The SSEC is working with an Advisory Committee which includes experts on inclusive and accessible teaching practices and classroom culture and is composed of education thought leaders, including experts from PK-12 and postsecondary education, corporations, and nonprofits. With the support of an Advisory Committee, we developed relevant and practical resources like the Zero Barriers in STEM Education Accessibility and Inclusion Workbook, and professional development. To ensure teacher leaders have opportunities for continuous learning and improvement, we provide support during their implementation of Universal Design for Learning (UDL) based approaches throughout the school year and prepare them to lead school-based teams at the Zero Barriers in STEM Education Summit.
Ashley Grady, Access Smithsonian
Brenda Strassfield, Touro College
Christlyn Frederick-Stanley, Keefe Avenue School
Christopher Atchison, University of Cincinnati
Christopher Kenny, District of Columbia Public Schools
Deborah Taub, OTL Education Solutions, LLC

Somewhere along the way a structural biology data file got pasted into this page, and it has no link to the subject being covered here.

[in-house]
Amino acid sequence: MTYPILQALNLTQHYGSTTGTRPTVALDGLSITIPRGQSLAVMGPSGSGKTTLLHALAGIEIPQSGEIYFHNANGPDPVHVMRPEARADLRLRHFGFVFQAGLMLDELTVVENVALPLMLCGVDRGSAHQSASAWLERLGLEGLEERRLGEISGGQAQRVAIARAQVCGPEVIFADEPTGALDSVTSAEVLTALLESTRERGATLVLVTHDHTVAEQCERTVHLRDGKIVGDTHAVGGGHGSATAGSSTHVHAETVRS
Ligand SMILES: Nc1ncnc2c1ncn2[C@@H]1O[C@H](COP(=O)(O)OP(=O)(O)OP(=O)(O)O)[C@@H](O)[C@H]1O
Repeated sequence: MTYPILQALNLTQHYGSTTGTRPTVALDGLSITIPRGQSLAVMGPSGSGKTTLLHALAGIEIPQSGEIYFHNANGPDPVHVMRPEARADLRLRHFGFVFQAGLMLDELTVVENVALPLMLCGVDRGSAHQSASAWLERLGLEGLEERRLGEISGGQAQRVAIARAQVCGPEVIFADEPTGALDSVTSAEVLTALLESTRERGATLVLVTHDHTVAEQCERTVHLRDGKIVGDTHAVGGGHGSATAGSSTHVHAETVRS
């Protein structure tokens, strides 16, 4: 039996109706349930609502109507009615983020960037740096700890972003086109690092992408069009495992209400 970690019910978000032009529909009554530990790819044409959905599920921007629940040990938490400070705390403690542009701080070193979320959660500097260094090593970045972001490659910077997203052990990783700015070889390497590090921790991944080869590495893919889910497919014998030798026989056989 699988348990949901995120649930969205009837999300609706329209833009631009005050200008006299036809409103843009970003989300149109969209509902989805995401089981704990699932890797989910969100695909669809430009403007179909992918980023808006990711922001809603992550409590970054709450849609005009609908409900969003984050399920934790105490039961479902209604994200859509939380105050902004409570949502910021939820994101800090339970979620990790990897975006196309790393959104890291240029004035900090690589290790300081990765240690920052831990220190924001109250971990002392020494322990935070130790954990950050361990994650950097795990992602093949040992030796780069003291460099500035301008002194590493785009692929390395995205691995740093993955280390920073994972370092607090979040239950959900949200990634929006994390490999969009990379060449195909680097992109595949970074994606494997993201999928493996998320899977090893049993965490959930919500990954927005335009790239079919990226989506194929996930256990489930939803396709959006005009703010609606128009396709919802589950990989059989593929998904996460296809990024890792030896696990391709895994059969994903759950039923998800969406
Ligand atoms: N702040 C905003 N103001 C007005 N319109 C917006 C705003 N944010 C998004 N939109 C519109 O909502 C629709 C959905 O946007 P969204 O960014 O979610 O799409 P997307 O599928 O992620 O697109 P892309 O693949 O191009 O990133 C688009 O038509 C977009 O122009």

Gabriel Arellano, STEMS LLC
Judy Elliott, EduLead
Kristen Eccleston, Towson University, Col. Zadok Magruder High School
Kristy Rasbach, General Motors
Lauren Golubski, Association of American Educators
Margaret Beale Spencer, University of Chicago
Pino Monaco, Smithsonian Center for Learning and Digital Access
Ruth Starr, Cooper Hewitt, Smithsonian Design Museum
Saundra Johnson Austin, Charis Consulting Group
Sheryl Burgstahler, DO-IT, University of Washington
VeRonica Mitchell, General Motors
Zero Barriers in STEM Education Accessibility and Inclusion Workbook
Created in collaboration with the Zero Barriers in STEM Education Advisory Committee, the Zero Barriers in STEM Education Accessibility and Inclusion Workbook provides strategies on ways to integrate inclusive/Universal Design for Learning practices into the K-12 STEM classroom. Our goal is to empower teachers to structure lessons to address the needs of all students, including those with disabilities. The workbook provides strategies which can be implemented into new or existing lessons to make them more accessible and creates a culture of inclusivity in the classroom.
This document is intended to be accessible to all users, including screen reader users. Features included are:
- Logical reading order
- Proper tagging, including headings, paragraph text, lists, and tables
- Figures with alt-text
- Primary language set to English
Zero Barriers in STEM Education Teacher Leaders
Teachers who show a particular interest in and commitment to increasing the accessibility and inclusiveness of their classroom are encouraged to apply to be Zero Barriers in STEM Education Teacher Leaders.
Through the one-year pilot with DCPS, Teachers Leaders have the opportunity to participate in the following components of the initiative: